Face mask use and physical distancing before and after mandatory masking: Evidence from public waiting lines
Gyula Seres (),
Jana Friedrichsen () and
Discussion Papers, Research Unit: Economics of Change from WZB Berlin Social Science Center
During the COVID-19 pandemic, the introduction of mandatory face mask usage was accompanied by a heated debate. It was argued that community use of masks creates a false sense of security that could decrease social distancing, thus making matters worse. We conducted a randomized field experiment in Berlin, Germany, to investigate whether masks lead to decreases in distancing and whether this mask effect interacts with the introduction of a mask mandate in Berlin. Joining lines in front of stores, we measured the distance kept from the experimenter in two treatment conditions - the experimenter wore a mask in one and no face covering in the other - both before and after the introduction of mandatory mask use in stores. We find no evidence that mandatory masking has a negative effect on distance keeping. To the contrary, in our study, masks significantly increase distancing and the effect does not differ between the two periods. Further, we find no evidence that the mask mandate affected distancing. However, our results suggest that the relaxation of shop opening restrictions had a negative effect on distancing.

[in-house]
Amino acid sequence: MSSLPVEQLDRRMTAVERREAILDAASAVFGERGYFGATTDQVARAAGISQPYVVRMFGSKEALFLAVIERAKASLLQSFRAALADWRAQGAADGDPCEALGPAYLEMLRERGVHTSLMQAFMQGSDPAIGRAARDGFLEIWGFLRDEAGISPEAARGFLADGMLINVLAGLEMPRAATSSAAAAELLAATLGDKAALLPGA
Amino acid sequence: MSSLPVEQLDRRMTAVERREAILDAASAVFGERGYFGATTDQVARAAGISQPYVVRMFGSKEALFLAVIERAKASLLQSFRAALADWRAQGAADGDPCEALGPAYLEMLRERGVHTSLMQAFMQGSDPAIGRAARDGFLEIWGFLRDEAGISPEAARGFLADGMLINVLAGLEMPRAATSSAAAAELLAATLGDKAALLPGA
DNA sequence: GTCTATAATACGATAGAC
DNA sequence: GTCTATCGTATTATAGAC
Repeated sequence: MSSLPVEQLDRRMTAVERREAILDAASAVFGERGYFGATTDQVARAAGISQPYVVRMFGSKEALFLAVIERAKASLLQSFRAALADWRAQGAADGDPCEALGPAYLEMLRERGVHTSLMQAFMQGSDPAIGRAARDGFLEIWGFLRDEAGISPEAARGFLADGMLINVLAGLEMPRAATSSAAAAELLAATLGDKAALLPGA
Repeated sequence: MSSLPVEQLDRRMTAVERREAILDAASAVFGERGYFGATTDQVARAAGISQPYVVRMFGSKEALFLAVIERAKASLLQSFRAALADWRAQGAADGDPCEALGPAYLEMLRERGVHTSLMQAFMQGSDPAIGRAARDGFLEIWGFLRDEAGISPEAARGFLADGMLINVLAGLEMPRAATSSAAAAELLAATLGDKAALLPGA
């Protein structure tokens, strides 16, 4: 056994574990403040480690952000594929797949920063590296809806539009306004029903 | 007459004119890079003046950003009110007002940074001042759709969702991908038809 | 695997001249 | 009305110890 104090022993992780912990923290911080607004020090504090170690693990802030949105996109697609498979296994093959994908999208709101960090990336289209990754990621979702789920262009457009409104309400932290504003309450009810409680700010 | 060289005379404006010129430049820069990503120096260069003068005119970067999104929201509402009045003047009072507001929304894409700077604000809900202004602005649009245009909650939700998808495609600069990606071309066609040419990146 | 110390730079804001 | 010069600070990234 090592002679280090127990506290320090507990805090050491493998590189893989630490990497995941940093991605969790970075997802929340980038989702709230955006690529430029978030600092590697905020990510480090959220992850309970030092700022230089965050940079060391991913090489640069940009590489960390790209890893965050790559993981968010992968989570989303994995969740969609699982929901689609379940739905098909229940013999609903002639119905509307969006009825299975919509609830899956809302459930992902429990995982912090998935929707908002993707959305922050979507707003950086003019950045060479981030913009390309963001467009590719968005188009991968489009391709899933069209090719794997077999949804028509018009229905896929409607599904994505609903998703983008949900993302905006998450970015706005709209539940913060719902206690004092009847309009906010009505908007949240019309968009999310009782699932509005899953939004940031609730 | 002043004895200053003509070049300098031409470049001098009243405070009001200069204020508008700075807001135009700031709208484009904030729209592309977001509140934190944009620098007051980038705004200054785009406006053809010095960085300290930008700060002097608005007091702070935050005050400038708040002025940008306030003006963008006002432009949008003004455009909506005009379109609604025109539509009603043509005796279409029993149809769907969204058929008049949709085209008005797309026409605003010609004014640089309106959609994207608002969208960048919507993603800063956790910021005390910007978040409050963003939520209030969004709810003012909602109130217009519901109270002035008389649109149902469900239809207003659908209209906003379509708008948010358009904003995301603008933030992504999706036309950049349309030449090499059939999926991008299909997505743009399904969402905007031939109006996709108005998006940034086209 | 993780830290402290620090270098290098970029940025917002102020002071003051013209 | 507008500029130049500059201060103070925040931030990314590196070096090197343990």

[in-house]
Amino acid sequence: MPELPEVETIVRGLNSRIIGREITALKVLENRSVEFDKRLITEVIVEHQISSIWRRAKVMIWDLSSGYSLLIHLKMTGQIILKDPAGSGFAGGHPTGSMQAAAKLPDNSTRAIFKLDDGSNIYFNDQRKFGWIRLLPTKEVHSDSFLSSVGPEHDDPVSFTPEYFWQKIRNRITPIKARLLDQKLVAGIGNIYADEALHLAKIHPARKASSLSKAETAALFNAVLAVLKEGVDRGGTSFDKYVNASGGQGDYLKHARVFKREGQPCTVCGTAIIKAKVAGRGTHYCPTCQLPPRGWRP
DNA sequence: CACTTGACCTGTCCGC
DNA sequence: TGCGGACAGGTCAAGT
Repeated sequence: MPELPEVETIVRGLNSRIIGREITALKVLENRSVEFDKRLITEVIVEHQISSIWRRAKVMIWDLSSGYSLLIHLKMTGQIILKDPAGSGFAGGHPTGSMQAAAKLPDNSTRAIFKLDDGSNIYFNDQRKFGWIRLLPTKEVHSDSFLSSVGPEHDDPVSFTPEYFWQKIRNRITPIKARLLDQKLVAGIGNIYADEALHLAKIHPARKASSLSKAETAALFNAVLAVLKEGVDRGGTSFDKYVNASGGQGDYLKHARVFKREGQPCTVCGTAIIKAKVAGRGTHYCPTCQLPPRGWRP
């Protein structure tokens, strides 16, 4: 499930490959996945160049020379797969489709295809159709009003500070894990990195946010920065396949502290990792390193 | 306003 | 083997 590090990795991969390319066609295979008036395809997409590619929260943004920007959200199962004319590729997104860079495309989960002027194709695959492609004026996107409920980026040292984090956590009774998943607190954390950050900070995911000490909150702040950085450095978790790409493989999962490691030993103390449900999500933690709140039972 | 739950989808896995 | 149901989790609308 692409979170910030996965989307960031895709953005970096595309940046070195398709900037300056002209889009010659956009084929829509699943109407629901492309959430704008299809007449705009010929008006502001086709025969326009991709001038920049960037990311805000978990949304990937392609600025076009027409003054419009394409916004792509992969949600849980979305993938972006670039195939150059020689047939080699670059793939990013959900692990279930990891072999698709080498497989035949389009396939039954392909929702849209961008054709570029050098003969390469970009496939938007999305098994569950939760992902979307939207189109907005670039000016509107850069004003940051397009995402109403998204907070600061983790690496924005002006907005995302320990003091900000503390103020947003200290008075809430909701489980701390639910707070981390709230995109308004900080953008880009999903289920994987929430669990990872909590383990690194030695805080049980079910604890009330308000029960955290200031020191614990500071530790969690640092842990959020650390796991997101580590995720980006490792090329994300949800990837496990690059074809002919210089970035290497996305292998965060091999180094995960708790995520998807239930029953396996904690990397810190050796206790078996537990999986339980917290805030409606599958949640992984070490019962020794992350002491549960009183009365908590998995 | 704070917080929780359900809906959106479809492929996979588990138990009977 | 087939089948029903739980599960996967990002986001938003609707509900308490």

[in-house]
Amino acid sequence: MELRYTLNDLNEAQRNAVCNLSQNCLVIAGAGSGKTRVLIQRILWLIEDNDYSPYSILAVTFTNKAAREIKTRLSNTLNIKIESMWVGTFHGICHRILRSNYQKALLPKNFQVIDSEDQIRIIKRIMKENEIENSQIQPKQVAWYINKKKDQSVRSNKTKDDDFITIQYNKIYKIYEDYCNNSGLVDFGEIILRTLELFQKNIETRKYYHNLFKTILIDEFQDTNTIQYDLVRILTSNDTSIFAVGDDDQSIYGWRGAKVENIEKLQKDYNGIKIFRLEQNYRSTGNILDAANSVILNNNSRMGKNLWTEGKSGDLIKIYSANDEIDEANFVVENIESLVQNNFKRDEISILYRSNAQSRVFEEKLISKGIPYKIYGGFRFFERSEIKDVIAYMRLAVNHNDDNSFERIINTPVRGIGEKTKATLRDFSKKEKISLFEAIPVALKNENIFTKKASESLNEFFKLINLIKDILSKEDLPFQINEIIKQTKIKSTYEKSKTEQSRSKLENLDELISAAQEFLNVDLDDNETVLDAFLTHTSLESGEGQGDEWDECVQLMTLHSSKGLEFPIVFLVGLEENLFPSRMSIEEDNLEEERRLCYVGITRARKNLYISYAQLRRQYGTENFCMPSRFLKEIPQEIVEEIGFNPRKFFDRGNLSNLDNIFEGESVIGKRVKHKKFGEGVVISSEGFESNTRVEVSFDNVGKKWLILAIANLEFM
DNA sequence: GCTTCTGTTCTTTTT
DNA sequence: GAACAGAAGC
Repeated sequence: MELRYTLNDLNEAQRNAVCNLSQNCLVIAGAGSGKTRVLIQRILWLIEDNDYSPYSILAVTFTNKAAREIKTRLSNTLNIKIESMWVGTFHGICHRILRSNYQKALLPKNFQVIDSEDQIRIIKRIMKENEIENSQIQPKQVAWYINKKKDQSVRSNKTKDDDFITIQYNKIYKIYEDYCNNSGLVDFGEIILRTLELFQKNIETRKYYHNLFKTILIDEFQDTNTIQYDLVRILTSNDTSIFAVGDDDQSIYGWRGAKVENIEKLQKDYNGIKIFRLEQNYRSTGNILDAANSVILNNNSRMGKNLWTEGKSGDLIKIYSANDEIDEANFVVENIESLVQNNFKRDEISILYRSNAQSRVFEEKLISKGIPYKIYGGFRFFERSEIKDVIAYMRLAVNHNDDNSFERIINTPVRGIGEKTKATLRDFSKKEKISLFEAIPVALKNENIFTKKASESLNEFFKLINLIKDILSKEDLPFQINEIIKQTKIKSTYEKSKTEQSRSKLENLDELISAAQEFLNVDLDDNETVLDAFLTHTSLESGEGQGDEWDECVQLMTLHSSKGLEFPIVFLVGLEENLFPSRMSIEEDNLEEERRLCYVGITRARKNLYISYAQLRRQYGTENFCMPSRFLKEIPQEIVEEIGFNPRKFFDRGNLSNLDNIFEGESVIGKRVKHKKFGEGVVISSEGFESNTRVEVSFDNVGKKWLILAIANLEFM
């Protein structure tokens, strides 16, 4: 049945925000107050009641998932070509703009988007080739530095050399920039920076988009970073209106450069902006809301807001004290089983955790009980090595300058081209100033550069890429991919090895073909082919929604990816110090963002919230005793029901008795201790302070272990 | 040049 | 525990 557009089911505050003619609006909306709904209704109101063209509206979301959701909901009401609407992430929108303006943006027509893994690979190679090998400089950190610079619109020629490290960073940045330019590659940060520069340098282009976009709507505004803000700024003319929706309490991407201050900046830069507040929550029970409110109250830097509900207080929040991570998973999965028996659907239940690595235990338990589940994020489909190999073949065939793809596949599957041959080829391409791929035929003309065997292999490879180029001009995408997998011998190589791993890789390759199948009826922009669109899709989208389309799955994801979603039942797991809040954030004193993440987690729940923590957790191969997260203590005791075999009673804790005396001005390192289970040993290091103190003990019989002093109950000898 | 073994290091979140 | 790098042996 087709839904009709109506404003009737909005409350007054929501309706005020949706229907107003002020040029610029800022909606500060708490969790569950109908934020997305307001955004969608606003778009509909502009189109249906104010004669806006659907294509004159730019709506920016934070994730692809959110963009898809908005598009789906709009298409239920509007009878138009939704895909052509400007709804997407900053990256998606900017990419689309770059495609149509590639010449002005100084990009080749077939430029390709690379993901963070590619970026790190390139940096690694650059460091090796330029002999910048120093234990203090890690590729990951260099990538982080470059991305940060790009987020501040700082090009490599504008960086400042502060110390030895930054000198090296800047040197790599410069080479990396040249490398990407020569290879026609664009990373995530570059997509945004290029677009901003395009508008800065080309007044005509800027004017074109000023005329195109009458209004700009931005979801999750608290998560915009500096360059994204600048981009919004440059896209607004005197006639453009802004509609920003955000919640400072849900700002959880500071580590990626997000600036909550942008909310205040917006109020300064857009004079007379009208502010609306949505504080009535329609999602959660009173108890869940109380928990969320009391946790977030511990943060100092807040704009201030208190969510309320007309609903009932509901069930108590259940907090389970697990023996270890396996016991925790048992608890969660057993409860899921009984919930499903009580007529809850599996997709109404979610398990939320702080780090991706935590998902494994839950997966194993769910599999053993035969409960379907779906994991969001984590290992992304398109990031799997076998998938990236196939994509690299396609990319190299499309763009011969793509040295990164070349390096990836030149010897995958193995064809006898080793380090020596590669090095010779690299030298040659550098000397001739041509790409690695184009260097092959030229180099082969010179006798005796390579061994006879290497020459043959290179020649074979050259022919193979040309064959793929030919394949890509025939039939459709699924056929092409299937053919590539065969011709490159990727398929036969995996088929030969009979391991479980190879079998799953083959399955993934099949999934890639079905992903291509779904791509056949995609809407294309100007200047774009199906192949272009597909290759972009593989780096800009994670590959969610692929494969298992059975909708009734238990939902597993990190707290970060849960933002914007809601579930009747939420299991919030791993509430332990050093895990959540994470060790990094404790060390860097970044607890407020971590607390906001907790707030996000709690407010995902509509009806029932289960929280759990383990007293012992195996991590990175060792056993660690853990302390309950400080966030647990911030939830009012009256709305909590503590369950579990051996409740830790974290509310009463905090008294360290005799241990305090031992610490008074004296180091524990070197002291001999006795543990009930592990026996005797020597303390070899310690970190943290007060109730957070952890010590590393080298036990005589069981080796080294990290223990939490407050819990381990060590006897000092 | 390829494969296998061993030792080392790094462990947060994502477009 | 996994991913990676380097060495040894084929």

Keywords: COVID-19; Face Masks; Social Distancing; Risk Compensation; Field Experiment; Health Policy (search for similar items in EconPapers)
JEL-codes: I12 D9 C93 (search for similar items in EconPapers)
New Economics Papers: this item is included in nep-exp and nep-hea
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Persistent link: https://EconPapers.repec.org/RePEc:zbw:wzbeoc:spii2020305
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